When it comes to titanium knives, the devil is in the details. Talk to hunting enthusiasts and they’ll point to the light and tough blade, which is resistant to cracking and chipping, noncorrosive in the murkiest of forests, and stable in hot or icy weather. Cut a steel knife with a titanium blade, and the sight — titanium cutting through steel as if through rubber — will make even veteran hunters break a giggle. The process does hardly any structural damage to most titanium blades. If you own a knife made from a more economical titanium alloy, you can increase the rigidity with a solution treating process, followed by age treating.
Things You'll Need
- Oil or water bath
- Steel sheets
- Protective garb
- Charging tongs
Call the manufacturer to inquire about the type of alloy your piece is made of. Titanium alloys come in alpha, beta or alpha-beta alloys.
Thoroughly clean the furnace in which the titanium will be hardened. Prepare sheets of stainless steel on which to air-cool titanium.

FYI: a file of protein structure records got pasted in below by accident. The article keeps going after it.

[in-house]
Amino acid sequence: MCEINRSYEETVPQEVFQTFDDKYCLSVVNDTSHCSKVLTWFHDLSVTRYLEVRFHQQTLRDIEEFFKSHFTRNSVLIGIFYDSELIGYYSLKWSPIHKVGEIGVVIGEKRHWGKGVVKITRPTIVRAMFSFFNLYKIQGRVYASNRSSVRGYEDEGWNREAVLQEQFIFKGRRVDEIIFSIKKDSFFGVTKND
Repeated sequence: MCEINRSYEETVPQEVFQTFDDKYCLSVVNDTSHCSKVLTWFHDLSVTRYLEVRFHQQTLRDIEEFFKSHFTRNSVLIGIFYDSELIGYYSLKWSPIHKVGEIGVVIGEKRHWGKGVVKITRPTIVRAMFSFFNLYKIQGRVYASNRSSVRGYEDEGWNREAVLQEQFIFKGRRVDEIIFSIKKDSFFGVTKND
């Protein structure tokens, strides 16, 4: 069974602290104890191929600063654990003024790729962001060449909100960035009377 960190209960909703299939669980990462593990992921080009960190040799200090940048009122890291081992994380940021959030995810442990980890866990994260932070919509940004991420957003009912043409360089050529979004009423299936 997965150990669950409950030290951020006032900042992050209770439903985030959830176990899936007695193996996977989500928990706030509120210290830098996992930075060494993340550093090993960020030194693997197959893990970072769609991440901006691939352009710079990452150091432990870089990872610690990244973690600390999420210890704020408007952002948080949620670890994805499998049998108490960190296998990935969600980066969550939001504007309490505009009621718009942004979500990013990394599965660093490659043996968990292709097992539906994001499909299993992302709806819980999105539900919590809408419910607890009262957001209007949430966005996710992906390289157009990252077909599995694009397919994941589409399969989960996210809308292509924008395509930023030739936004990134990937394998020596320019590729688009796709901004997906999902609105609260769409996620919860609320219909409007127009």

Set the furnace temperature to the correct specifications: 1,800 to 1850 degrees Fahrenheit if titanium part is alpha alloy; 1,750 to 1,775 degrees if alloy is alpha-beta alloy; and 1,425 to 1,475 degrees if the alloy is beta alloy.
Charge the titanium alloy into furnace, employing the charging tongs, and make sure you wear the protective garb. Heat the titanium sheets and thin plates for up to 30 minutes, and thicker parts for up to one hour.
Remove the titanium pieces from the furnace using the charging tongs.
Quench the titanium part in a suitable quenching media: a water bath or air for alpha-beta and beta titanium alloys, and an oil bath for alpha alloys. If quenching is done in a bath, quench the thick sections first, the cylindrical pieces straight up, and the flat pieces on edge. Move the titanium part through air or agitate the quenching medium to break down steam bubbles.
Reheat the furnace to temperatures of between 1,050 and 1,010 degrees for alpha titanium alloys, 900 to 1,100 degrees for alpha-beta alloys and 800 to 900 degrees for beta alloys.
Charge the cooled titanium part in furnace.
After a minimum of two hours, remove the titanium piece and allow it to air cool. Lay the titanium piece on steel sheets to cool.
- “Metals handbook”; Howard E. Boyer and Timothy L. Gall, Eds.; 1985.
- Photo Credit Jupiterimages/Photos.com/Getty Images
- "Elementary metallurgy and metallography"; Arthur M. Shrager, 1969.